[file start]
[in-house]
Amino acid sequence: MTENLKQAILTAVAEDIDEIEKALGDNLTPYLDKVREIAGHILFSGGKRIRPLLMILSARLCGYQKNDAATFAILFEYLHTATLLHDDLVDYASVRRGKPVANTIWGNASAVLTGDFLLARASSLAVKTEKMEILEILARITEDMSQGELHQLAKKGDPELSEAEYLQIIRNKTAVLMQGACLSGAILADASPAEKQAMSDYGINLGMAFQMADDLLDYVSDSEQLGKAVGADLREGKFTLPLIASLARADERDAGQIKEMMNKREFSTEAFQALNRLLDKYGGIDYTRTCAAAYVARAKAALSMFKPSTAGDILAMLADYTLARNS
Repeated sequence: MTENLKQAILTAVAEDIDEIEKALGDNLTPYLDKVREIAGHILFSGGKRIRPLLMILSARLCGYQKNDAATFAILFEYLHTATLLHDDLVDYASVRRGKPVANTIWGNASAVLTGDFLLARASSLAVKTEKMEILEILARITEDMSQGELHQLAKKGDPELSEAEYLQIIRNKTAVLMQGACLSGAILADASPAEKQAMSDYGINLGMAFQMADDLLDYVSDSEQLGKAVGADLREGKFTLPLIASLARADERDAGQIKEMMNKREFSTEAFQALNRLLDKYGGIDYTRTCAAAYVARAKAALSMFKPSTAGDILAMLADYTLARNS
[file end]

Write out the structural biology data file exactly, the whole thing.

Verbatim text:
[in-house]
Amino acid sequence: MTENLKQAILTAVAEDIDEIEKALGDNLTPYLDKVREIAGHILFSGGKRIRPLLMILSARLCGYQKNDAATFAILFEYLHTATLLHDDLVDYASVRRGKPVANTIWGNASAVLTGDFLLARASSLAVKTEKMEILEILARITEDMSQGELHQLAKKGDPELSEAEYLQIIRNKTAVLMQGACLSGAILADASPAEKQAMSDYGINLGMAFQMADDLLDYVSDSEQLGKAVGADLREGKFTLPLIASLARADERDAGQIKEMMNKREFSTEAFQALNRLLDKYGGIDYTRTCAAAYVARAKAALSMFKPSTAGDILAMLADYTLARNS
Repeated sequence: MTENLKQAILTAVAEDIDEIEKALGDNLTPYLDKVREIAGHILFSGGKRIRPLLMILSARLCGYQKNDAATFAILFEYLHTATLLHDDLVDYASVRRGKPVANTIWGNASAVLTGDFLLARASSLAVKTEKMEILEILARITEDMSQGELHQLAKKGDPELSEAEYLQIIRNKTAVLMQGACLSGAILADASPAEKQAMSDYGINLGMAFQMADDLLDYVSDSEQLGKAVGADLREGKFTLPLIASLARADERDAGQIKEMMNKREFSTEAFQALNRLLDKYGGIDYTRTCAAAYVARAKAALSMFKPSTAGDILAMLADYTLARNS